The morning after attending a candlelight vigil at Mississauga Celebration Square for rapper Shane Redway, fellow Sauga rapper John River is finding it difficult to put his emotions into words.
It’s been a few weeks since he heard the tragic news that the man he looked up to as a role model and big brother in this industry was killed in a car accident August 1, along with two others. Still, it doesn’t feel real, River says.
Part of his healing process included getting into the studio with Toronto producer FrancisGotHeat and laying down a heartfelt single “BLVD” (named after Redway’s creative initiative, which stands for Belief Leading Visions and Dreams) to pay tribute to Redway’s life and legacy.
“I can’t go to anyone and tell them how to deal with what’s happening or judge how they deal with it or whether they want to speak about it,” River explains. “I didn’t want to talk to anybody obviously, but I wanted to say something that I felt he would have said for me if the roles were reversed. I didn’t want to speak on behalf of his whole life. I didn’t think I was the guy to do that. I was very conscious, but I knew I’d do something so we decided to record the song.”
“This is rap; he was a rapper and somebody who strongly believed in rap … I couldn’t not rap about it and try my best to literally rap my ass off and try to live up to the potential of my ability in that moment.”
Though the track features him alone, John makes a valiant effort to mention people he believed were instrumental in Redway’s personal life and career in the lyrics.
“Ideally what I would have wanted to do was obviously have WondaGurl do it and I was going to try to get every single rapper in the city. But you know the way the industry is – some people would have been offended, some people would have been left out, some people wouldn’t have been able to do it, some people would want a verse here, so I was like you know what? Let me just speak specifically on behalf of myself.”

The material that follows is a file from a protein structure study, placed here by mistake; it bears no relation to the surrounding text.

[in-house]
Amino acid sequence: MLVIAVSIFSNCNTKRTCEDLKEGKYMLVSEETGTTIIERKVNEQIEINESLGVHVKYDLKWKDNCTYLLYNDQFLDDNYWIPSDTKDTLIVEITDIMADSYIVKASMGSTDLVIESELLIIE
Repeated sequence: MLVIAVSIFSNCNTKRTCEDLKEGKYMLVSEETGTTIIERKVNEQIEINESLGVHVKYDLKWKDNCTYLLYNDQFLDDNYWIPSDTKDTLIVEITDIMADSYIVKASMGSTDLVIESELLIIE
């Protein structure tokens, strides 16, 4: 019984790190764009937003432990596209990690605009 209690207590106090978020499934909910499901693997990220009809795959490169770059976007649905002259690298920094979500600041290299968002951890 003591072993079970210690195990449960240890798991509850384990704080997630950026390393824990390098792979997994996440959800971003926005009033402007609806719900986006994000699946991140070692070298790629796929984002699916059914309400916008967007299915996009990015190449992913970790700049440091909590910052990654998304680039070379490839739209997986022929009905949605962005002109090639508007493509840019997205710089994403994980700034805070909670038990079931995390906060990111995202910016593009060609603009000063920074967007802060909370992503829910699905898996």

What was most important for John River was to honour Redway, and honour rap, the art form Redway championed so hard for in the city and beyond.
“It has nothing to do with John River … It’s for him and that’s all that matters. I’ve said my piece, now it’s time to let everybody say theirs.”
“This is rap; he was a rapper and somebody who strongly believed in rap. He very much believed that this was a talent-based industry and that the best of the best, the cream of the top would rise to the top … So I couldn’t not say anything … I couldn’t not rap about it and try my best to literally rap my ass off and try to live up to the potential of my ability in that moment.”
And as much as he does rap his ass off on this track, John River doesn’t want listeners to focus on him with this track; he wants the focus to be on the story he is telling, the man he is honouring.
“I never really release songs without videos, but I didn’t really give a fuck. I think I just started to really understand the greater purpose of life,” says River. “It has nothing to do with John River. I made the song, but that’s about it; it’s not mine anymore. I don’t want it to be something that’s instrumental in my career because it’s not for that. It’s for him and that’s all that matters. I’ve said my piece, now it’s time to let everybody say theirs.”